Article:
I’m highly self-confident. What I’ve understood to be unjust, oppression, a lie—I’ve called it just that—without trying to please anyone or to receive praise or a favour. I have not merely rebelled against the injustices of the king, but my Truth-sword has also attacked and rebelled against the society, race, nation. For this, in and outside my home, I’ve been subjugated to much too much ridicule, humiliation, reproach, attacks. But I’ve not let anything intimidate me into debasing my Truth, my God; out of greed I did not sell off my self-realisation; I did not shorten my austerely attained self-satisfaction—because I’m dear to God; a lyre of Truth. I’m a poet, my soul is one with the soul of the truth-seeing saint. I’ve been born with an unexplainable, boundless sense of fulfilment. This is not my arrogance, but a simple and honest acknowledgment of the truth of self-realisation and self-confidence. I cannot accept a lie out of blind faith, greed, fear of the king or the public. I cannot accept tyranny. Then my God will abandon me. It is because this body-temple of mine is the seat of the awakened God that people worship this temple, show reverence. What will be left of this temple if God abandons it? Who will come seeking in it? That is why in my voice was heard Shiva’s trumpet call of cataclysm, in my hand the Comet’s fire-flag wavered, behind the flag the temple-God in the guise of Narayan danced the Dance of Destruction.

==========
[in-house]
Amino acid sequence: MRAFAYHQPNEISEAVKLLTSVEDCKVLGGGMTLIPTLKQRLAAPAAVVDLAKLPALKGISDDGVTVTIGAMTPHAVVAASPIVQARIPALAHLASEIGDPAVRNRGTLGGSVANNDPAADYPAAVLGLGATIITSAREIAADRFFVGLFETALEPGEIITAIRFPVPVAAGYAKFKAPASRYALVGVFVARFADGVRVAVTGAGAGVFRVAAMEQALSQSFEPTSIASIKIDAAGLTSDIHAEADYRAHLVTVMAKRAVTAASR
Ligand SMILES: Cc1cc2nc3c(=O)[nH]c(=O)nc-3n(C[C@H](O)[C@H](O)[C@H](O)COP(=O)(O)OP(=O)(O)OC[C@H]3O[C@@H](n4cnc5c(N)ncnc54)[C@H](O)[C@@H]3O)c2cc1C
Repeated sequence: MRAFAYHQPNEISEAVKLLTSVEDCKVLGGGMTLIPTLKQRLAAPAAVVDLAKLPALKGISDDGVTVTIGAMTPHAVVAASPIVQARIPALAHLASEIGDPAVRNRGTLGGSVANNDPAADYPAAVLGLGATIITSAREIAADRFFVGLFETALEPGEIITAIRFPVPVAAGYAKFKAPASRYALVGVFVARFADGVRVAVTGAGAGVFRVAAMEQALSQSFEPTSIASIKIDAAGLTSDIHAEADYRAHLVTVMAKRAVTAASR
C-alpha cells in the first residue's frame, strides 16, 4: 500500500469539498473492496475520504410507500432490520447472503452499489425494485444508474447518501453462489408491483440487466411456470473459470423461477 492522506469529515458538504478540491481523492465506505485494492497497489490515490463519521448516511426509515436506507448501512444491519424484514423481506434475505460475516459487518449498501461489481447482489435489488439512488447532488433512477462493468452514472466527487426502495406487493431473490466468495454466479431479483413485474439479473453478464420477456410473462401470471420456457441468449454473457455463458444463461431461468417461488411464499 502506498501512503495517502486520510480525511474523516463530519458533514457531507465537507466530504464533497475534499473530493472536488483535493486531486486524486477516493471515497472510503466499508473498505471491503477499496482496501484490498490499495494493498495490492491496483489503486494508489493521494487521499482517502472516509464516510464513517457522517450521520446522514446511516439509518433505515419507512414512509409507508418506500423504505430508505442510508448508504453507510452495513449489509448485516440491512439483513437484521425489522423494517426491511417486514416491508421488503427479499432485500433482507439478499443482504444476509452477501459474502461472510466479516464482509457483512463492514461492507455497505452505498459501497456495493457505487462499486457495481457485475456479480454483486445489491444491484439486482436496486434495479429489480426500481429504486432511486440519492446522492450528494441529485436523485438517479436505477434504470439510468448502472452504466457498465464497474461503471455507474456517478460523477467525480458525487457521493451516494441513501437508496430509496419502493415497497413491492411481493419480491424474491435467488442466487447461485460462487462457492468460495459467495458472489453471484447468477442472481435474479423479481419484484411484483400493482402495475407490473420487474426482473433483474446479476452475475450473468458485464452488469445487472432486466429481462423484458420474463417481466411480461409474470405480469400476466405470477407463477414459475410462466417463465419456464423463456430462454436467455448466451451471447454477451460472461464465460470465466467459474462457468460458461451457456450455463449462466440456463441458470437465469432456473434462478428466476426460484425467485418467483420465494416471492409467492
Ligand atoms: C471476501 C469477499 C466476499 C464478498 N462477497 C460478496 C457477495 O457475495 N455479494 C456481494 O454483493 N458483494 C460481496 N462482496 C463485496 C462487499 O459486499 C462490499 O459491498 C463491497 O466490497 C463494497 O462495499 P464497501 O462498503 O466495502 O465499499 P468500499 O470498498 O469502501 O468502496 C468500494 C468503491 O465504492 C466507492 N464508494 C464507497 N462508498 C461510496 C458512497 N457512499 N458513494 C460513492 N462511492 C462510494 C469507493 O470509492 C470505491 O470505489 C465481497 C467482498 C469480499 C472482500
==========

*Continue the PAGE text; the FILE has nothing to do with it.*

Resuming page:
This Dance of Destruction is a prologue to a new creation. That is why I relentlessly, fearlessly, with my head raised high, held the flag and played His trumpet. I heard the piercing call of the mighty Shiva, I understood the command of his blood-red eyes. I understood instantly that I was a red soldier of the universal cataclysm of protecting the Truth, regaining Justice. He sent me as a precursor to Bengal—the green cremation ground, a land asleep—to blow the trumpet. I’m an insignificant soldier, I have merely obeyed his command with the best of my ability. He knew—mine would be the first chest to be hit; I’m therefore honoured to think of myself as the first wounded soldier of this cataclysm. After being released from prison, when I submit myself to His feet with the mark of a wound on my chest and the blood-mark of persecution on my forehead, when I submit myself to His feet, then His compassionate offering of nectar will calm, reliven and inspire me. On that day, once again, I will take my stand under the shadow of His sword. That hope for a crimson dawn, ecstasy, will transform my prison days into a heaven of resounding laughter and songs. I’m a son of the Immortal. Without even my asking for it, God has given me the power to transform the torturous iron rods into precious jewels and gold with the touch of the all-pervasive delight in the heart of the child-eternal. I have no fear, no regrets, because God is with me. My unfinished duty will be completed by someone else. The Truth cannot be suppressed. The comet in my hand will now become a torch of fire in the hands of God to burn the injustices, tyranny. Now the captain of the fiery airplane will be God Shiva himself! Therefore, lo, there’s nothing to fear!
My imprisoned mother has called upon her unworthy son, offering him a place in her bosom. I do not know if there’s a place for this unfortunate child in the bosom of the subjugated, helpless mother. If there is, then I will thank the judge with tearful eyes. I reassure you—I have no fear, no regrets. I’m a son of the Immortal. I know that the tyrant’s tormenting of the Truth comes to an end; in that Truth lies my destiny!